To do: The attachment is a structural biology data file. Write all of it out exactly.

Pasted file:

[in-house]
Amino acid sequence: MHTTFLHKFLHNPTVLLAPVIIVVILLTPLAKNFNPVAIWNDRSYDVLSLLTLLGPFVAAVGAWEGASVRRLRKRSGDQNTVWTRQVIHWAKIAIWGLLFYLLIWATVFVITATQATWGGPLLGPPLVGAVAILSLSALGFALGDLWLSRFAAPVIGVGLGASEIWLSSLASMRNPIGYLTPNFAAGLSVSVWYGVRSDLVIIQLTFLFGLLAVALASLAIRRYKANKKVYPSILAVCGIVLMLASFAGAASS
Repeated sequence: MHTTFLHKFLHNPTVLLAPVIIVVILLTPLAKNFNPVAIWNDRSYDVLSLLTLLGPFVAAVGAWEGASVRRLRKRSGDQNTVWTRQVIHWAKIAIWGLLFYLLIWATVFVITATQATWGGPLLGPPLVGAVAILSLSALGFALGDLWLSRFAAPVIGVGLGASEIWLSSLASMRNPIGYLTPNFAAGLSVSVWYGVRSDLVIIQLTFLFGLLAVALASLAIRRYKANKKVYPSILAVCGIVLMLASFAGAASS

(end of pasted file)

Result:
[in-house]
Amino acid sequence: MHTTFLHKFLHNPTVLLAPVIIVVILLTPLAKNFNPVAIWNDRSYDVLSLLTLLGPFVAAVGAWEGASVRRLRKRSGDQNTVWTRQVIHWAKIAIWGLLFYLLIWATVFVITATQATWGGPLLGPPLVGAVAILSLSALGFALGDLWLSRFAAPVIGVGLGASEIWLSSLASMRNPIGYLTPNFAAGLSVSVWYGVRSDLVIIQLTFLFGLLAVALASLAIRRYKANKKVYPSILAVCGIVLMLASFAGAASS
Repeated sequence: MHTTFLHKFLHNPTVLLAPVIIVVILLTPLAKNFNPVAIWNDRSYDVLSLLTLLGPFVAAVGAWEGASVRRLRKRSGDQNTVWTRQVIHWAKIAIWGLLFYLLIWATVFVITATQATWGGPLLGPPLVGAVAILSLSALGFALGDLWLSRFAAPVIGVGLGASEIWLSSLASMRNPIGYLTPNFAAGLSVSVWYGVRSDLVIIQLTFLFGLLAVALASLAIRRYKANKKVYPSILAVCGIVLMLASFAGAASS